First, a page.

The Cycle of Life, In Pants

As regular readers may know, we recently enjoyed a weekend visit from my parents. When I say “we,” I don’t really mean Scott and me, since my folks really just came to Chicago to squeeze the grandchildren. Or in my father’s case, get a fat slice of Head Cheese** from the Polish Buffet up the street.

headcheeseSpending time with the very young and the very old allows one to reflect on the Cycle of Life. It also reminds one of the value of elastic-waist pants. Perhaps the time we spend in elastic-waist pants is really a metaphor for the Cycle of Life itself!

According to a recent study commissioned by Projectophile, experts have determined that the percentage of time spent in elastic waist pants is greatest in the beginning and end of life.  For women, there may also be a brief spike in elastic pants in their peak child-bearing years: bar chart elastic waist pants

Let’s look at a breakdown of the major phases of life, in Pants:

Baby:  Per American Association of Pediatrician recommendations, no pants at birth or for the first year of life.

One of my own babies, Giant and Pantless at birth.

One of my own babies, Giant and Pantless at birth.

Toddler: This is the time to introduce articulated pants, but with fully elastic waistband.

biscuit sleepiong

Her pants were so comfortable that this toddler immediately lost consciousness.

Preschooler:  Full elastic waist, or — for the more advanced preschooler — a discreet elastic panel in the back.

School-Age (K-8):  Majority of pants now feature a regular, stationary waist band.  But, don’t be fooled by appearances: The hidden, adjustable elastic waist is now in play. Great for ill-fitting hand-me-downs or when kids consume six juice boxes and three slices of cake at their friends’ birthday party.  These specimens were taken from the pants collection of my 4-year-old and 13-year-old, respectively.

IMG_2862High School:  No more elastic in the waistband, but plenty of spandex all over.

  Be sure to wear your pants either too tight or too loose, whichever is more likely to piss off your parents. This is usually based on your gender, but feel free to experiment.

College:  I don’t actually recall wearing pants during college. Or much else about that time. Since my pants would have come from either the thrift store or hand-me-downs from my recently deceased Grandpa, scroll down to “Sixties” or “Seventies.”

Twenties:  Woo-hoo! No elastic in sight. You’re trying really hard to look like a grown-up with a regular job. You may even visit the dry cleaners once or twice.


My inspiration for how real grown-up professionals must dress, give or take a few smell lines.

Thirties:  For me, this has been a monumental decade in the evolution of pants. My 30s started with lots of time being pregnant – which is a challenging situation for your waistline; a constant struggle to keep your pants up.  Here I’m pregnant, but also just finished a meal at the Chinese buffet, so we can’t be sure how much of that belly is baby or Chow Mein. Either way, elastic waist saved the day:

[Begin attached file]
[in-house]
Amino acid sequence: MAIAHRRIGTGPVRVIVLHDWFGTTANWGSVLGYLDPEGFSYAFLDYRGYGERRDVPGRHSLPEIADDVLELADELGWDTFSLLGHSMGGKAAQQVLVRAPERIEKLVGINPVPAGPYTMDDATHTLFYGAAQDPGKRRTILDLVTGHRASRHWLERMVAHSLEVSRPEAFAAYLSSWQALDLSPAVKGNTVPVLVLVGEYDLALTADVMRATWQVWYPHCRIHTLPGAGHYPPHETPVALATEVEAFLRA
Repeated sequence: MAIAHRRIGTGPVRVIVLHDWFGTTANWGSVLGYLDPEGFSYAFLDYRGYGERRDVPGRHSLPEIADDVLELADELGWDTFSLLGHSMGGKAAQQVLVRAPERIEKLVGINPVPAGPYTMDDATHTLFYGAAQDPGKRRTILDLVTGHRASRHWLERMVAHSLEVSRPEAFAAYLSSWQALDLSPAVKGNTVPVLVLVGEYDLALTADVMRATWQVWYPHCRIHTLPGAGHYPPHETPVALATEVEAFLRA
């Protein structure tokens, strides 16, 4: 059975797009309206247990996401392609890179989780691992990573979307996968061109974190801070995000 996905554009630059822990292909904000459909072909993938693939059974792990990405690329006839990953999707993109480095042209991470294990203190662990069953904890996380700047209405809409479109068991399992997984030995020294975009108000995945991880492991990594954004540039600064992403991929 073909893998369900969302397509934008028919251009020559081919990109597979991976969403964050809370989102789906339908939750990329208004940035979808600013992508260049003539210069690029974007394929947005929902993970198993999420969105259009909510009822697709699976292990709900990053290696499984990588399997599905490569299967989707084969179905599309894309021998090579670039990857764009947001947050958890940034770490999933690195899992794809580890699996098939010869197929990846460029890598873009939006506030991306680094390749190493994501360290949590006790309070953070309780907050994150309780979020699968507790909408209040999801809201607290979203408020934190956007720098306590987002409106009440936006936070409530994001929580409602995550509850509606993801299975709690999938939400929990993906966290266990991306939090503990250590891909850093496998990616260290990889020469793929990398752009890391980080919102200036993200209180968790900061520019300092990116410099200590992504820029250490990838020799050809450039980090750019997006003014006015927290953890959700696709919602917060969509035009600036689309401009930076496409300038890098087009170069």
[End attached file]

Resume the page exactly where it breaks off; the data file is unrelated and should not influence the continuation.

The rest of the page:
pregnantAfter baby comes  the “fit-but-frazzled stay-at-home mom” look. The primary wardrobe choice is yoga pants, which have no waistline at all.  You’re also getting more… um… comfortable in your marriage; you don’t feel the need to impress your husband anymore.

If you’re lucky — like me — you’ll also embrace the “Working From Home” lifestyle, which revolves around a pair of your husband’s sweatpants:
IMG_2339Forties: Well, hello there! Your proper waistline is back, but perhaps a bit higher than when we last saw it in your twenties.

Fifties:  I often fantasize about what life will be like in my fifties when the kids are grown. I imagine it will be an endless  blur of sleeping in on weekends, taking vacations on airplanes, and having lots and lots of extra money to spend on myself.  Perhaps I’ll invest all that extra cash in some hidden adjustable-waist pants, you know, for vacation.

Sixties: Those elastic-backed pants are starting to look pretty good right now.

Seventies:   According to every ad I’ve seen for Rascals, arthritis pills and adult diapers, the collective goal of retirement age is Keeping up with Your Grandchildren, which means having the necessary flexibility in the waistline.


Obviously a stock photo, because no one in my family would ever smile this much.

Eighties: Like your seventies, but more so.

Nineties: I’m not sure what’s happening here, but it just reminded me to practice my Kegels. incontinence clothing100 years +: Congratulations! You get to wear whatever the #*$% you want!

 ** Head cheese is not a cheese but a “ meat jelly” made with flesh from the head of a calf or pig, and set in aspic. This is what we Americans might euphemistically call an “Old-world” delicacy.


5 thoughts on “The Cycle of Life, In Pants

  1. Also known as Brawn in the Old World, which is a slightly less, um, how shall I put this, waste-producty sort of name…. I’ve actually got a recipe for this delight, but it’s unfeasibly time consuming.


    • Have you ever made it? It seems like it would take days to make a concoction like head cheese from scratch. I wouldn’t know where to even find all the heads. While I would probably never eat the stuff, I do appreciate a food product that makes use of the scraps, and doesn’t try to hide what its made of.


      • No, far too labour-intensive. You have to buy a pig’s head from the butcher, get him to quarter it for you, brine it overnight, simmer in cooking liquid for 4 hours, pick the meat off it, put it in a terrine with various herbs and spices, pour over the cooking liquid, which will set to a jelly, and then chill for 12 hours. Not a recipe for the busy cook… But tasty.


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